BlackBerry CEO John Chen gets five-year contract extension

BlackBerry CEO John Chen gets five-year contract extension

BlackBerry was once at the top of the smartphone market but has since lost its spotlight on center stage. Although there have been some tough times over the past few years, things are looking up for the handset maker. Today, Executive Chairman and CEO John Chen has agreed to remain at his post through 2023.

“The BlackBerry Board of Directors has tremendous confidence in John Chen. John engineered a successful turnaround and has the company repositioned to apply its strengths and assets to the Enterprise of Things, an emerging category with massive potential,” stated Lead Director Prem Watsa.

Chen has been working at BlackBerry since 2013 and has overseen the difficult process of transitioning from primarily a hardware business to focusing on embedded software and cyber security. Going forward, BlackBerry will further push into Internet of Things and automotive applications.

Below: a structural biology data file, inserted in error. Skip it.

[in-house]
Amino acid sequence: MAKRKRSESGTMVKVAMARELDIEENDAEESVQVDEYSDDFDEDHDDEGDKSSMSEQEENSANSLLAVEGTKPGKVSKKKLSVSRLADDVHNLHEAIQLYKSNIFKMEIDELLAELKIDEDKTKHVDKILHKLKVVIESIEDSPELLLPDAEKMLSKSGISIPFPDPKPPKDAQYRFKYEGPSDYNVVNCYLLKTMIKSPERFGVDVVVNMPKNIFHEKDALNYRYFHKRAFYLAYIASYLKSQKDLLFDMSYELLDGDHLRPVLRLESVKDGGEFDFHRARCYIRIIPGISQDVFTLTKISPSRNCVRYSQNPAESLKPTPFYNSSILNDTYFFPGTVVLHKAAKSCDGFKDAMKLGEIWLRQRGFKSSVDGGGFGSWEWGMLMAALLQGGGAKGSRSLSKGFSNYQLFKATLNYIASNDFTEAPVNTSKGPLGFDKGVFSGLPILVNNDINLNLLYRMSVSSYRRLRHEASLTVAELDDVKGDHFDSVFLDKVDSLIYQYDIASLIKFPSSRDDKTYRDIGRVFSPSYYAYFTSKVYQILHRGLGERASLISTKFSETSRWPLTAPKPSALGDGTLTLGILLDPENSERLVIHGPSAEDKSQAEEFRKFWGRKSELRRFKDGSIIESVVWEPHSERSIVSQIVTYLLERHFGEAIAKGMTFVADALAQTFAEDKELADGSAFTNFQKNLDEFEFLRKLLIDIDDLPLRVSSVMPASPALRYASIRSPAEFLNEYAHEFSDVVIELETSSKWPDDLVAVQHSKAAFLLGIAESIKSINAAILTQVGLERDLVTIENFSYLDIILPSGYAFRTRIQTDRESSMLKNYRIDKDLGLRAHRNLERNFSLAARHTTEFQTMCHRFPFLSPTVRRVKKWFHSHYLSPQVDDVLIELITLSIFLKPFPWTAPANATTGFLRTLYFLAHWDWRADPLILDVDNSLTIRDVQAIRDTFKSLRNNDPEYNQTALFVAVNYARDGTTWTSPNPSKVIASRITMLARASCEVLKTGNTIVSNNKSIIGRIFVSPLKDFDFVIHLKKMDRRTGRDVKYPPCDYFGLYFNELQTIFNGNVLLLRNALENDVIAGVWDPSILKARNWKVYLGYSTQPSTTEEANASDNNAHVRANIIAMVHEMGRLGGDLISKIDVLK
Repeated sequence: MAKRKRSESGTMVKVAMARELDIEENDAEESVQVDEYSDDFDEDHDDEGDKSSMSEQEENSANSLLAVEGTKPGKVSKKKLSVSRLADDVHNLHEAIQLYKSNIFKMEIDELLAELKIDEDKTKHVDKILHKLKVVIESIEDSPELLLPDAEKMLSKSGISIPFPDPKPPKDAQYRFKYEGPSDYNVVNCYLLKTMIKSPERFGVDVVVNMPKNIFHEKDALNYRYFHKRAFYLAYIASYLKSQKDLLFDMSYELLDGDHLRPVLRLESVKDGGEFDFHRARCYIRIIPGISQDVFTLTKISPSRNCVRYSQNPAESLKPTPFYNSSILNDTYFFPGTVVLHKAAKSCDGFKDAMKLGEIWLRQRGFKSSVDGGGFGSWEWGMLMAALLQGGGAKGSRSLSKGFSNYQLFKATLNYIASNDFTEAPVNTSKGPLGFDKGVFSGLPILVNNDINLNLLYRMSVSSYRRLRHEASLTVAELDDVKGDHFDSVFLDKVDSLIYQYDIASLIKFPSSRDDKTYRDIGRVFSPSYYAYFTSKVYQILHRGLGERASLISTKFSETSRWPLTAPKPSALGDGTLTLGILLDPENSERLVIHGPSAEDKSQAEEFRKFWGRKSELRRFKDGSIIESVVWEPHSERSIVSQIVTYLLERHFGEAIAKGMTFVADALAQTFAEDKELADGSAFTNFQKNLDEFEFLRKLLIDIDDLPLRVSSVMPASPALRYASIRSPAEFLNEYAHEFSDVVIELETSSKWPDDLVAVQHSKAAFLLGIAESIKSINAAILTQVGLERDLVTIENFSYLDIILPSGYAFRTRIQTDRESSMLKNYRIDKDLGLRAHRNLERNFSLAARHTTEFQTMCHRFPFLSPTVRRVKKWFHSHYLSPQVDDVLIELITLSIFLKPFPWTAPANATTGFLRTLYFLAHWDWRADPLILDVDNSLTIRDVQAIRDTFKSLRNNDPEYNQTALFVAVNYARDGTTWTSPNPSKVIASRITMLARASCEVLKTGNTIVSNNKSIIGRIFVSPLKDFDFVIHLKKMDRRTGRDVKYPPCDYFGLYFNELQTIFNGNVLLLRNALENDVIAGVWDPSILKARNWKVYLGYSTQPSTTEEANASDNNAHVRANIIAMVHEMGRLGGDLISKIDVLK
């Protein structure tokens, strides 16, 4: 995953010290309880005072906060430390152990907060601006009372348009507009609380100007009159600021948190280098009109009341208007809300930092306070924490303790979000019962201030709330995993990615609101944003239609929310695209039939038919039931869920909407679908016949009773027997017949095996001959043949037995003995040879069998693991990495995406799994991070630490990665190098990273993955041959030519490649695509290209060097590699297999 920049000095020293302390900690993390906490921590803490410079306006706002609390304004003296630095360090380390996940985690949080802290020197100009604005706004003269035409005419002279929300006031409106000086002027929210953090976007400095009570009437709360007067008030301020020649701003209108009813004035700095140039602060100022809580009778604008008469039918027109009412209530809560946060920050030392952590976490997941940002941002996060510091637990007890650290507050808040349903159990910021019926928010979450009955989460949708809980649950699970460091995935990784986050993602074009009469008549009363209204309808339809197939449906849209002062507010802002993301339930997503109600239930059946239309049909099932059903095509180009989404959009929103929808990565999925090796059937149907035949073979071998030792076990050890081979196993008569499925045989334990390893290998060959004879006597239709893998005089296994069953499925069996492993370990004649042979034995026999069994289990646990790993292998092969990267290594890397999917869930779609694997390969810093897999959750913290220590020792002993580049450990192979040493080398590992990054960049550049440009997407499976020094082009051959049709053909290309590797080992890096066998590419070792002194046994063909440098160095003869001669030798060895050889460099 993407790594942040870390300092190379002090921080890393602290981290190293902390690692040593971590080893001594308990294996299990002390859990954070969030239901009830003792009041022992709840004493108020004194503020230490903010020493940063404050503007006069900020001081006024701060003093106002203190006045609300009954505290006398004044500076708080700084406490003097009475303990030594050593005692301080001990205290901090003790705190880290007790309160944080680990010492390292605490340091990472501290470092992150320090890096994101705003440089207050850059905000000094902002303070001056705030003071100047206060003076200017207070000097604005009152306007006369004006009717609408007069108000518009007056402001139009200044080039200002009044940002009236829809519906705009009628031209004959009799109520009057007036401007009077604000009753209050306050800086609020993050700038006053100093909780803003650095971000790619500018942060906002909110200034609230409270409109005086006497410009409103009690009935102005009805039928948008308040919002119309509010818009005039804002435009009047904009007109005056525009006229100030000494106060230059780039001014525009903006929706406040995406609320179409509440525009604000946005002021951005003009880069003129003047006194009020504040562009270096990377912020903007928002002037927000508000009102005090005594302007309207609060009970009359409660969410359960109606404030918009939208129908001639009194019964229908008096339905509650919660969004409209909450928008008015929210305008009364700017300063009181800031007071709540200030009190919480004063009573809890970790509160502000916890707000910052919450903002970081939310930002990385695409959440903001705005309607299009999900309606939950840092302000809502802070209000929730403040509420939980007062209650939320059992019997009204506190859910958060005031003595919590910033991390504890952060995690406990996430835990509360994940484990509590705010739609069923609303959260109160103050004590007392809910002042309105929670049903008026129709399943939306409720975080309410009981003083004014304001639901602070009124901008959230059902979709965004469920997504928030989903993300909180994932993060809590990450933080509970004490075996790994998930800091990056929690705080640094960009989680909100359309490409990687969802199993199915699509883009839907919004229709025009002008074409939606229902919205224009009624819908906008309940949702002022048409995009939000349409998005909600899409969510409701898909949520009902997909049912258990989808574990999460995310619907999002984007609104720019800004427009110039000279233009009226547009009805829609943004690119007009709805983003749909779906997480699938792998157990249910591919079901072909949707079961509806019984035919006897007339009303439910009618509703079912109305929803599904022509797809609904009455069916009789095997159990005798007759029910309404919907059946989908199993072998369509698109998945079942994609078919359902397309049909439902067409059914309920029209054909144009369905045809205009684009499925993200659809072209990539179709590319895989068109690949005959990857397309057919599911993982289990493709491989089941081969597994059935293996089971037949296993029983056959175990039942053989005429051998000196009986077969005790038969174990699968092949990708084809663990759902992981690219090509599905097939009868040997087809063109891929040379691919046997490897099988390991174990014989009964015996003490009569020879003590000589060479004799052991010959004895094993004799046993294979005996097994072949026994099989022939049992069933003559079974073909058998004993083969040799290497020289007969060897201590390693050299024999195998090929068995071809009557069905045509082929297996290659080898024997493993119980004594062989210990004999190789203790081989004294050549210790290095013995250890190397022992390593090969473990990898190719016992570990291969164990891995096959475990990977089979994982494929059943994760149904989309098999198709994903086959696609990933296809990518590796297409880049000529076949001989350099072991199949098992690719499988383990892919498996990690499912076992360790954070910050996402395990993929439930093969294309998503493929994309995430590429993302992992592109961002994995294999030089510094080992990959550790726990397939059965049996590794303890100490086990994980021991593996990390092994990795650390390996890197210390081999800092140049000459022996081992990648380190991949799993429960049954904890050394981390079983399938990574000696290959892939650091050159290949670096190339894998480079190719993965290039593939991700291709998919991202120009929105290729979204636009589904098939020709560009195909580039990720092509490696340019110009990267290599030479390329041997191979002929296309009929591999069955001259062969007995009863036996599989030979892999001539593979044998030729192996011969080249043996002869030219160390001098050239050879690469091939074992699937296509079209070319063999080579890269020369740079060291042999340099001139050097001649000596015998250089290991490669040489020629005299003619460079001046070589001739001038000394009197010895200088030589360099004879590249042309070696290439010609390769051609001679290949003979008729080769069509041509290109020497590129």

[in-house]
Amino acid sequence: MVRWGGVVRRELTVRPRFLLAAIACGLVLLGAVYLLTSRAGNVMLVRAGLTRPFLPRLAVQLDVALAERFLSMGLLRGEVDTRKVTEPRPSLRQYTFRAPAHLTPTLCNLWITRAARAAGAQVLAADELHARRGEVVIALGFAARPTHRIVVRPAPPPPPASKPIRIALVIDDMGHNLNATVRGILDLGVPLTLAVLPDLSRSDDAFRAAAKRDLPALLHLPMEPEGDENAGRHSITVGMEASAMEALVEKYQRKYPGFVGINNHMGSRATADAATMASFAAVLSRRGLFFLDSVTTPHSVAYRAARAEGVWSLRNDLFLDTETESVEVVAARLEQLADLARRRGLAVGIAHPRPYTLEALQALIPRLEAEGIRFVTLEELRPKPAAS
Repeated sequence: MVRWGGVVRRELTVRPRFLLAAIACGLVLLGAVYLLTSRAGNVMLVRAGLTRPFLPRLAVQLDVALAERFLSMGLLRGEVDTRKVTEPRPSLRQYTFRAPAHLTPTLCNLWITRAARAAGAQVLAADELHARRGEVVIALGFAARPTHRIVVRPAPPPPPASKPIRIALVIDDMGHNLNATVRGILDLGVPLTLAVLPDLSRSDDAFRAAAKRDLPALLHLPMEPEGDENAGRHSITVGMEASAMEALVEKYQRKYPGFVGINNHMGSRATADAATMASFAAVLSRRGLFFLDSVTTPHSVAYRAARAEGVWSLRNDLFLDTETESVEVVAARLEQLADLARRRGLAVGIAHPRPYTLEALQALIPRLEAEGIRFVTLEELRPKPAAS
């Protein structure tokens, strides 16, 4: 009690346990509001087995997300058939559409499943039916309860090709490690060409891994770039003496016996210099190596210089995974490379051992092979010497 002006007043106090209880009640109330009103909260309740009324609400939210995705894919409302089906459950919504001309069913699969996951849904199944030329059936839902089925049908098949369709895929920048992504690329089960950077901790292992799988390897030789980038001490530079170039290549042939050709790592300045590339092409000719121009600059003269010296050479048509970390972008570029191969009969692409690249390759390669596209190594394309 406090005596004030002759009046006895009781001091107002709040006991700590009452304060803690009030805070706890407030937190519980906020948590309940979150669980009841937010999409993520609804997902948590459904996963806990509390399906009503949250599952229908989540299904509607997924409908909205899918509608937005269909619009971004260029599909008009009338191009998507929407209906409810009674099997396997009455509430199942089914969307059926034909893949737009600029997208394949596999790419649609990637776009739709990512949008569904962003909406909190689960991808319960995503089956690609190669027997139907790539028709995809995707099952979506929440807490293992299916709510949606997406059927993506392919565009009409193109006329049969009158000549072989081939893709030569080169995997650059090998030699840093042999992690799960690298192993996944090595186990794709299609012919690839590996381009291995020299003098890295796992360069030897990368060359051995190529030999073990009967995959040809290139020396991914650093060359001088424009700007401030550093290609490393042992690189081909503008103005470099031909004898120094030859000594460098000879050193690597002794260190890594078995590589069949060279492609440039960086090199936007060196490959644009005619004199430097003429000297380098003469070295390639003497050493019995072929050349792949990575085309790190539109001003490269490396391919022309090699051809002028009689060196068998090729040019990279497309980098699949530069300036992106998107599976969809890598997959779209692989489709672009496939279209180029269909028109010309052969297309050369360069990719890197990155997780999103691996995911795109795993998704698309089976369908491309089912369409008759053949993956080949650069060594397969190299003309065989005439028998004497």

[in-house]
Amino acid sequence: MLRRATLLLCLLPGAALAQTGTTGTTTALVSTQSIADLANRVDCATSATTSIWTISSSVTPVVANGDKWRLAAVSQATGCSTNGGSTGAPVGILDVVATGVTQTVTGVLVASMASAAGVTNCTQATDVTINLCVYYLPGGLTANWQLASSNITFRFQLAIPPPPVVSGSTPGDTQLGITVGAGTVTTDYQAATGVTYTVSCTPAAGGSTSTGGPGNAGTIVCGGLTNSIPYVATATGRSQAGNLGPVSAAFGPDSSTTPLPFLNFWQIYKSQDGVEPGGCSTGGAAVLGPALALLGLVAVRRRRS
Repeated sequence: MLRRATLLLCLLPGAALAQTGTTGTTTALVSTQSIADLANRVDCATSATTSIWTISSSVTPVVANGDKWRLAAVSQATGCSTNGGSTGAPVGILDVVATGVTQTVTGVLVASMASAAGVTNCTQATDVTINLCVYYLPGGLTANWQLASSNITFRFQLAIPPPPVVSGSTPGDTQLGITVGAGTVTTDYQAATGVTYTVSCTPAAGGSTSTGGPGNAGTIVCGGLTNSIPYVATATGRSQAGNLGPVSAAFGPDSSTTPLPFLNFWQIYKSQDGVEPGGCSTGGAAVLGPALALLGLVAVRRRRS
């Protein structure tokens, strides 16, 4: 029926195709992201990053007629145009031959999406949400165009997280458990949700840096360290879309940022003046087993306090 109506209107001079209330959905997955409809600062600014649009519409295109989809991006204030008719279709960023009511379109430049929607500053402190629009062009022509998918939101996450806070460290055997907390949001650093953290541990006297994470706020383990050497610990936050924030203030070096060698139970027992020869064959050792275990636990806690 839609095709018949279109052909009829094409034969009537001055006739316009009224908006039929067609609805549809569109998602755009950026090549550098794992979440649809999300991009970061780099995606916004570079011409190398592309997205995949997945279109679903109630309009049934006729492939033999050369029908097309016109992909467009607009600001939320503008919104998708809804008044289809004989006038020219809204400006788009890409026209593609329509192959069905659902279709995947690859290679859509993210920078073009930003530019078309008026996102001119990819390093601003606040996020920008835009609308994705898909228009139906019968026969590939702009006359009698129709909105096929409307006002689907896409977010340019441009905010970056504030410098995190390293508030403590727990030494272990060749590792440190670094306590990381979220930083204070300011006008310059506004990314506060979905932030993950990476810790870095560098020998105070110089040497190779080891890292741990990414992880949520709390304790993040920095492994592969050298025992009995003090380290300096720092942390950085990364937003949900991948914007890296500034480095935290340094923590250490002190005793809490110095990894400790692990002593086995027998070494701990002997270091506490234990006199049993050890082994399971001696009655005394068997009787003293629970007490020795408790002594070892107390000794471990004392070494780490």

BlackBerry’s own company description now reads that it “is a cybersecurity software and services company dedicated to securing the Enterprise of Things.”

With the contract renewal comes the opportunity for Chen to collect up to 10 million restricted share units as well as cash awards. A greater number of shares will be awarded at whole dollar amounts if and when BlackBerry’s stock price reaches $16 to $20. Cash rewards are payable should BlackBerry’s stock reach $30 per share. For the entire compensation package to be received, BlackBerry must increase its market capitalization by 134 percent over the next five years.

The CEO’s base pay will remain at $1 million annually with an expected $2 million bonus. The total value of the contract is worth approximately $128 million based on March 14 stock prices. Full details of Chen’s compensation package will be made public in May 2018 before the June shareholder meeting.

For those interested, BlackBerry will likely continue to sell its smartphones as long as they remain profitable. However, all manufacturing is contracted instead of being done in house.

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